Love alone will stay

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Love alone will stay by Elgar song 1897.jpg

"Love alone will stay" is a poem by Caroline Alice Elgar, set to music for voice and piano by her husband, the English composer Edward Elgar, in 1897.

The song was first published as "Lute Song" in the cultural magazine The Dome – "a Quarterly containing Examples of All the Arts".[1] It is artistically scripted in Elgar's own hand, and signed and dated “12.IX.97.”

Elgar later included a revised version of the poem as the second song, renamed "In Haven", in his song-cycle for voice and orchestra "Sea Pictures".[2][3]


as published in "The Dome"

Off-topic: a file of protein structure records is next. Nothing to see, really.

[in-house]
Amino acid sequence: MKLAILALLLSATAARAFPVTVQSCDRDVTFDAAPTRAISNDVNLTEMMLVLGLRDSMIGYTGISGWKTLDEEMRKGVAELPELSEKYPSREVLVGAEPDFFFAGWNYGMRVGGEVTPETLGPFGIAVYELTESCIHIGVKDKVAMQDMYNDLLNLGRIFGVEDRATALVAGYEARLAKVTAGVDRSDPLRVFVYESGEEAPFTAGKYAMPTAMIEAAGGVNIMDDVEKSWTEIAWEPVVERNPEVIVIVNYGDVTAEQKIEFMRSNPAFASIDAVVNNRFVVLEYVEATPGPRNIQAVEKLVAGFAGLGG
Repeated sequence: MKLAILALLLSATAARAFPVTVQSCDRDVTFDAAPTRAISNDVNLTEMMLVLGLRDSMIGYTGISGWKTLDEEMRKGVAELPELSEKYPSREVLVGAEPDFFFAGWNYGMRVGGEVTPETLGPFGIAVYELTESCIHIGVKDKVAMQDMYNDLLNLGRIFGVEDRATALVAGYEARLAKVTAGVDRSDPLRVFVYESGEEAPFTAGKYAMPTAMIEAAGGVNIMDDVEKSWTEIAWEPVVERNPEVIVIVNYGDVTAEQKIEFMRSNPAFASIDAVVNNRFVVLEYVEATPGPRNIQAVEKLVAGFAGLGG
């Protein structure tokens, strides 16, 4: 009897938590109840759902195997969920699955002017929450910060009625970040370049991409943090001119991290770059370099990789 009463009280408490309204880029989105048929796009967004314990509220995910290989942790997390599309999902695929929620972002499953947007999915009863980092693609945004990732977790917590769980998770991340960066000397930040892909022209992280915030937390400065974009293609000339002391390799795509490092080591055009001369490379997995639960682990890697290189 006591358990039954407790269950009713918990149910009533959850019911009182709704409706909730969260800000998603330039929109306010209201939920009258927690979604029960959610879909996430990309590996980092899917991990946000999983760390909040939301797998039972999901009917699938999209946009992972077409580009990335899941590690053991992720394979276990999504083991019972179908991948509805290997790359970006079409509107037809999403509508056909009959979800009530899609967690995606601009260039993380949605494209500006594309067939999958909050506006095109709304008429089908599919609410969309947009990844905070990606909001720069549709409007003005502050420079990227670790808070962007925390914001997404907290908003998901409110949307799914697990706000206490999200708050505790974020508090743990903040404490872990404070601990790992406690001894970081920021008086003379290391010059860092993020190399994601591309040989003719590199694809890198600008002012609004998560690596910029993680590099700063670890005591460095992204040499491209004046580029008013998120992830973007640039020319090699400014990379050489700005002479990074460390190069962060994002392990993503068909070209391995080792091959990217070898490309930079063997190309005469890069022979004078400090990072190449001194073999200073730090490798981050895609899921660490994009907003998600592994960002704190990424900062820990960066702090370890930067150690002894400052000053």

Closely cling, for winds drive fast,
Blossoms perish in the blast,
Love alone will last.
Closely let me hold thy hand,
Storms are sweeping sea and land,
Love alone will stand.
Kiss my lips, and softly say,
"Joy may go and sunlit day,
Love alone will stay."

in "Sea Pictures"

Closely let me hold thy hand,
Storms are sweeping sea and land;
Love alone will stand.
Closely cling, for waves beat fast,
Foam-flakes cloud the hurrying blast;
Love alone will last.
Kiss my lips, and softly say:
"Joy, sea-swept, may fade to-day;
Love alone will stay."



  1. ^ The Dome, London: Published at The Unicorn Press xxvi Pater-Noster Square on New Year’s Day mdcccxcviii pages 90-91
  2. ^ Kennedy, p. 101
  3. ^ Moore, p. 278